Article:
After being caught, the company fired over 5,000 workers and its CEO. It also paid $185 million in fines and created a fund of nearly $300 million to refund fees it had fraudulently charged. This was just the beginning of the daunting task of trying to rebuild their reputation and regain the public’s trust.

Don’t make it worse

Sometimes companies find themselves in trouble, and their reputation takes a hit. However, instead of fixing the problem and taking responsibility for their actions, they place the blame on the customers when it was obviously the business’s fault.

What is repetitional harm?

In 2017, United Airlines did just this. Due to the overselling of a flight, the airline informed a Kentucky physician chosen at random that they had to give up their seat and deboard the plane. When the passenger refused, they were forcibly removed by officers. The video of the incident went viral on social media. Instead of admitting their mistake, the company CEO blamed the actions on the passenger. Things went from bad to worse.

Public opinion quickly turned against United and its stock price plummeted to less than $1 a share. The airline finally admitted that they were in the wrong and settled with the passenger.

Companies that suffered from things they didn’t do

There are times when reputational harm is brought on a company through no act of its own. It could be shifting public opinions or an individual with a personal axe to grind or using a company to reach their own goals.

Pret a Manger is a popular English sandwich shop. In 2016, a young customer died from an allergic reaction to an ingredient that was thought to be tied to one of their sandwiches. While Pret a Manger was not legally required to disclose the ingredients, the public was demanding this change. The eatery found its reputation damaged even though it was following the law, so Pret a Manger changed their policy and began to list ingredients.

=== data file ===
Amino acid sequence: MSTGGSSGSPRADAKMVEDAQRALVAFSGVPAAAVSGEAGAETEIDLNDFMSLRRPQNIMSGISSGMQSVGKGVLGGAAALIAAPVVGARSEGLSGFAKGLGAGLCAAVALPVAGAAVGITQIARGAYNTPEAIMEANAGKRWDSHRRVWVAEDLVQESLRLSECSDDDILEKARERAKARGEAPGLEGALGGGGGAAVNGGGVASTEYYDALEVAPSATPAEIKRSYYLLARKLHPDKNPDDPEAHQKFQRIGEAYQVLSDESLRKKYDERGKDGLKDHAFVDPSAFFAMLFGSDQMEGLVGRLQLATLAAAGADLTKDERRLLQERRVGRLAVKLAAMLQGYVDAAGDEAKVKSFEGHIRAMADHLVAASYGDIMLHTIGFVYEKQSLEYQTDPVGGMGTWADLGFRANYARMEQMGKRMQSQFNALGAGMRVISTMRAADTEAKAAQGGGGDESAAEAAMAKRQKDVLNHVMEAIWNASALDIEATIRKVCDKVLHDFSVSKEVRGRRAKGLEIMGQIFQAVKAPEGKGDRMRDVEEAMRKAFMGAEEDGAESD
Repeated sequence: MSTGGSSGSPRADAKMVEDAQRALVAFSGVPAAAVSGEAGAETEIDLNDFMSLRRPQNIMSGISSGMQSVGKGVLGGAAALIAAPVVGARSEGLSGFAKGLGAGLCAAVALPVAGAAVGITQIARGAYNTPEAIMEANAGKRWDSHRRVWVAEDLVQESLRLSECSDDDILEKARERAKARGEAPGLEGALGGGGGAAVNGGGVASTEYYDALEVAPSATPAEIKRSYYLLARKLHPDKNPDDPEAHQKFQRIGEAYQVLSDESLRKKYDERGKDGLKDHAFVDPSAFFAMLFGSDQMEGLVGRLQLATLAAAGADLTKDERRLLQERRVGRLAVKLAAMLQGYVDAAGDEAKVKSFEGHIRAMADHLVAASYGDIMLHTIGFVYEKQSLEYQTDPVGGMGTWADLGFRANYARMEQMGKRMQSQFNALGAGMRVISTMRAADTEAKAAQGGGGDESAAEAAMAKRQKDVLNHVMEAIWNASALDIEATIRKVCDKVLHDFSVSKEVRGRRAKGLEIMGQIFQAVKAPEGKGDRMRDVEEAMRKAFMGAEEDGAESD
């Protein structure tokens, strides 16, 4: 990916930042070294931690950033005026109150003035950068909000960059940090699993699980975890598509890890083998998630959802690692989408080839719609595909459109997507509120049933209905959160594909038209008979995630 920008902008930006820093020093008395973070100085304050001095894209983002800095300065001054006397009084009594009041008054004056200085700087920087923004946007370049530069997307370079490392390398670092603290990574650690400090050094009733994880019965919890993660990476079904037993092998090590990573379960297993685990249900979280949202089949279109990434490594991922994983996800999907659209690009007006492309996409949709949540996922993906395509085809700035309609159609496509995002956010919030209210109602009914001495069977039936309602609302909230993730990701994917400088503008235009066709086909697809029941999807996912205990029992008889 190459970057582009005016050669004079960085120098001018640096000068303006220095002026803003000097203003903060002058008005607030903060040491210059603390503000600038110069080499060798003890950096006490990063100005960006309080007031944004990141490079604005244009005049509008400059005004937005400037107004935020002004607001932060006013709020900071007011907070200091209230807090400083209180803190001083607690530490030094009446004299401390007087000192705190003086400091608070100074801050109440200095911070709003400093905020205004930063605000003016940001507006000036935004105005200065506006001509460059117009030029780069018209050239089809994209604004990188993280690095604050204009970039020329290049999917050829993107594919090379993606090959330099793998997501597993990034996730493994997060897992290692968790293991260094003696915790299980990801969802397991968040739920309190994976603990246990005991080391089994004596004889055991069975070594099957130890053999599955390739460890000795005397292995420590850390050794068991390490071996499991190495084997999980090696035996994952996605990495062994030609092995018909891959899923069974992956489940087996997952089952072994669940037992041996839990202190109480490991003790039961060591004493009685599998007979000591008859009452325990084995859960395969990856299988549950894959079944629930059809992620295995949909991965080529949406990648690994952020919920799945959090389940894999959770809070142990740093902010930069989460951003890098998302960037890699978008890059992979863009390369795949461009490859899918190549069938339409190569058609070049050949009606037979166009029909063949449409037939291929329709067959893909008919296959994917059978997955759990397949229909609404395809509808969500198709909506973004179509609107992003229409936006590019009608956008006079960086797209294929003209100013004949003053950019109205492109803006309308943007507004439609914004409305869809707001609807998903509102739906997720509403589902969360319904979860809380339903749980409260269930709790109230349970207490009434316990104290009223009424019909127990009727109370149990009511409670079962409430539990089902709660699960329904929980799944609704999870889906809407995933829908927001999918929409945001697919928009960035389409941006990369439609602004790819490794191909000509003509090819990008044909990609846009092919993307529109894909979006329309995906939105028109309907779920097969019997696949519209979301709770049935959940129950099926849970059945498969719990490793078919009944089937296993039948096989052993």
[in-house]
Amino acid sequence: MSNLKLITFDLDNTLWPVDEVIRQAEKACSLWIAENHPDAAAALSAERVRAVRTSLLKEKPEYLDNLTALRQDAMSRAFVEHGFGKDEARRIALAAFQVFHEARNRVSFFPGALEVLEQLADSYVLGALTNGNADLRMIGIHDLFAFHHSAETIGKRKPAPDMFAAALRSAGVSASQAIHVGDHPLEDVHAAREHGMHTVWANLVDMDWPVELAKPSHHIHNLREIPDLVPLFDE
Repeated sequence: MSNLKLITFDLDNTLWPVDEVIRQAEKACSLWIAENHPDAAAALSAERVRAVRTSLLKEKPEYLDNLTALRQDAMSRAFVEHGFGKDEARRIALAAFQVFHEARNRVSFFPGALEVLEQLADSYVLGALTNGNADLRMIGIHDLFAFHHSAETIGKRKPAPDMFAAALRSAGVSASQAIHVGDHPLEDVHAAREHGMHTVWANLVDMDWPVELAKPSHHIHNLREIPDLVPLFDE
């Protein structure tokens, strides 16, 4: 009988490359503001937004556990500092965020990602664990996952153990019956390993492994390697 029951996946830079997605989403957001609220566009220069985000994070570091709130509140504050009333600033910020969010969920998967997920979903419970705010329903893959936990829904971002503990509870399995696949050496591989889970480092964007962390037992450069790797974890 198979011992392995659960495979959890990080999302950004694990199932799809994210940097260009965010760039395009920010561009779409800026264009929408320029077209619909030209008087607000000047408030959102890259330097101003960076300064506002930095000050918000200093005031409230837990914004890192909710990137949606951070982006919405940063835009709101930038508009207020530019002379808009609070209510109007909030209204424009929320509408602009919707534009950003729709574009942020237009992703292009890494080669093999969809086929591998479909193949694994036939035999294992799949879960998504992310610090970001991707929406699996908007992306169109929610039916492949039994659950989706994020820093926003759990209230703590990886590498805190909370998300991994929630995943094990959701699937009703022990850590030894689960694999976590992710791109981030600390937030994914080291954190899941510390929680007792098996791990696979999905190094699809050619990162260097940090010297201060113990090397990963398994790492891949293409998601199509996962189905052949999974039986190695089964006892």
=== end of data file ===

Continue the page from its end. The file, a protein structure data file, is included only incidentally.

Proctor and Gamble is an example of a company that has fought external reputation damage for years for something that was out of its control and bordering on fanaticism.

Since the late 1970s, the company has been accused of connections to satanism based on its logo. In certain circles, the company’s logo of a moon and 13 stars was said to be a symbol of the devil. People even claimed the president of Proctor and Gamble had appeared on television to admit the connection was true. However, there never was a television appearance, although in the 1980s the urban legend was strong. It was found to be spread by a small number of people looking to advance their own personal religious agendas.

In reality, the company symbol dates back to the late 1800s and pays homage to the original 13 colonies of the United States. Proctor and Gamble has spent years pushing back against the claims, but its reputation did suffer in certain circles, especially among religious consumers. While to some it might seem like a silly unfounded rumor, it has dogged the company for decades, so much so they have had to put out numerous press pieces to fight the accusation.

For a time, they even got rid of the logo, but this created a firestorm in religious communities who saw it as a way that Proctor and Gamble was trying to hide their satanic involvement. The company just couldn’t win.